There is a popular book called “Reliance of the Traveler” (عمدۃ السالک, cumdatu-s-saalik) which is a sort of portable shareecah. Going through it, I was a little shocked to find this:
ویجب (علی کل من الذکر والأنثی) الختان (وھو قطع الجلدۃ التي علی حشفة الذکر وأما ختان الأنثی فھو قطع البظر [ویسمی خفاضًا]).
Translation per Nuh Ha Mim Keller: Circumcision is obligatory (O: for both men and women. For men it consists of removing the prepuce from the penis, and for women, removing the prepuce (Ar. bazr) of the clitoris (n: not the clitoris itself, as some mistakenly assert). (A: Hanbalis hold that circumcision of women is not obligatory but sunna, while Hanafis consider it a mere courtesy to the husband.) (“e4.3” of the book.)
More literal translation: And it is obligatory (upon all men and women) the circumcision (and it is the cutting off the skin that is on the glans of the male and on the other hand the circumcision of the woman it is the cutting off of the clitoris [and it is considered decreasing]).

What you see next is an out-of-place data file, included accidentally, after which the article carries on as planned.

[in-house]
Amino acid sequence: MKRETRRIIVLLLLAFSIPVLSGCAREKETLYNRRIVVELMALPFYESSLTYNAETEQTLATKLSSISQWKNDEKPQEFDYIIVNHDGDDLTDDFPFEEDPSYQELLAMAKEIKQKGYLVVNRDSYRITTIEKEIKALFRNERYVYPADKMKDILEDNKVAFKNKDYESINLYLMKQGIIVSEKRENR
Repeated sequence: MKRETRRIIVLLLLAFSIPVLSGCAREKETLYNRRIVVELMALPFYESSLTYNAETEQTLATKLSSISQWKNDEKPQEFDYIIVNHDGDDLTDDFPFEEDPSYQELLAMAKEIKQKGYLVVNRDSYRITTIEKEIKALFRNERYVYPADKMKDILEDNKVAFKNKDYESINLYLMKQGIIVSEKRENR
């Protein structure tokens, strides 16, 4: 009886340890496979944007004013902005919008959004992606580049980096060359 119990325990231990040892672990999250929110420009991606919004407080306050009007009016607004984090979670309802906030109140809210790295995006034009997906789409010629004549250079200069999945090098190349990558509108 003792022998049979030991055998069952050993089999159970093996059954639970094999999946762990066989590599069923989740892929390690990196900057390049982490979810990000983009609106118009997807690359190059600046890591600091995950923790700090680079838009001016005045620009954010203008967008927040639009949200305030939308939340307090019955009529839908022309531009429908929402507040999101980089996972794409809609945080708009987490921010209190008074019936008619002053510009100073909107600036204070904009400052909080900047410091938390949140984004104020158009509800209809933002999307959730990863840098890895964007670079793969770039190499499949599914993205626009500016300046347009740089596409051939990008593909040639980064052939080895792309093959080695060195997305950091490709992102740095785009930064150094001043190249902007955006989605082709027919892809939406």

Ahmad ibn Naqib al-Misri (trans. Nuh Ha Mim Keller). Reliance of the Traveller. Delhi, India: Aamna Publishers, 1994, p. 59. If an Arabic-speaker can give a better translation for the text, I would appreciate it very much.
Circumcision is obligatory (for every male and female) by cutting off the piece of skin on the glans of the penis of the male, but circumcision of the female is by cutting out the clitoris (this is called khufaad).
“Khufaad” can be considered to mean “shortening,” “decreasing,” “diminishing.”
The Shāfi‘ī school is followed throughout the Ummah, but is most prevalent by Kurds in Kurdistan (in Turkey, Iraq, Syria, Iran) and by other communities in Egypt, Somalia, Yemen, Indonesia, Thailand, Singapore, Philippines, Sri Lanka, Palestine, Syria and is the official madhab followed by the government of Brunei Darussalam and Malaysia. It is followed by approximately 15 percent of Muslims world-wide.
The Shāfi‘ī tradition is accessible to English speakers from the translation of the Reliance of the Traveller.
So the good news is that female circumcision is not obligatory according to all four schools of jurisprudence: only the Shaaficee school of jurisprudence holds it as mandatory, which would explain why it is so prevalent in Africa and why al-Azhar supports it. The bad news, though, is that many Muslims (evidently, according to Wikipedia, 15% of Muslims) hold it as mandatory.
Update: Added another translation.